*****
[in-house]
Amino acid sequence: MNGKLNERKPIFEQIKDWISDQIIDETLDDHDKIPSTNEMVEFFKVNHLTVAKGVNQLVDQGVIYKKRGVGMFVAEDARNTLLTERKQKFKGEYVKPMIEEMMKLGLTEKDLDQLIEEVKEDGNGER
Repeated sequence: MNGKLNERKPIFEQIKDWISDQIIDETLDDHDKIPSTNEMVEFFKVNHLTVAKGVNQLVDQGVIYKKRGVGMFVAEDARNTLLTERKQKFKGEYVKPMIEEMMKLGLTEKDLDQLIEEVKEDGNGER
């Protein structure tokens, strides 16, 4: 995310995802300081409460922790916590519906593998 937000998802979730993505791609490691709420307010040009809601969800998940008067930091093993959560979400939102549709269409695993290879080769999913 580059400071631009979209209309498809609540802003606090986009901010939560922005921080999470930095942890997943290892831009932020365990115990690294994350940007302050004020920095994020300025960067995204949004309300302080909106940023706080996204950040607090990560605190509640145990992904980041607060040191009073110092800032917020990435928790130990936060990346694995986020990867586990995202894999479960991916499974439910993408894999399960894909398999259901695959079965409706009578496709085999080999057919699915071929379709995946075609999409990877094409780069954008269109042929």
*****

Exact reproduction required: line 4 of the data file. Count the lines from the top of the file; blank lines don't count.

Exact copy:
């Protein structure tokens, strides 16, 4: 995310995802300081409460922790916590519906593998 937000998802979730993505791609490691709420307010040009809601969800998940008067930091093993959560979400939102549709269409695993290879080769999913 580059400071631009979209209309498809609540802003606090986009901010939560922005921080999470930095942890997943290892831009932020365990115990690294994350940007302050004020920095994020300025960067995204949004309300302080909106940023706080996204950040607090990560605190509640145990992904980041607060040191009073110092800032917020990435928790130990936060990346694995986020990867586990995202894999479960991916499974439910993408894999399960894909398999259901695959079965409706009578496709085999080999057919699915071929379709995946075609999409990877094409780069954008269109042929």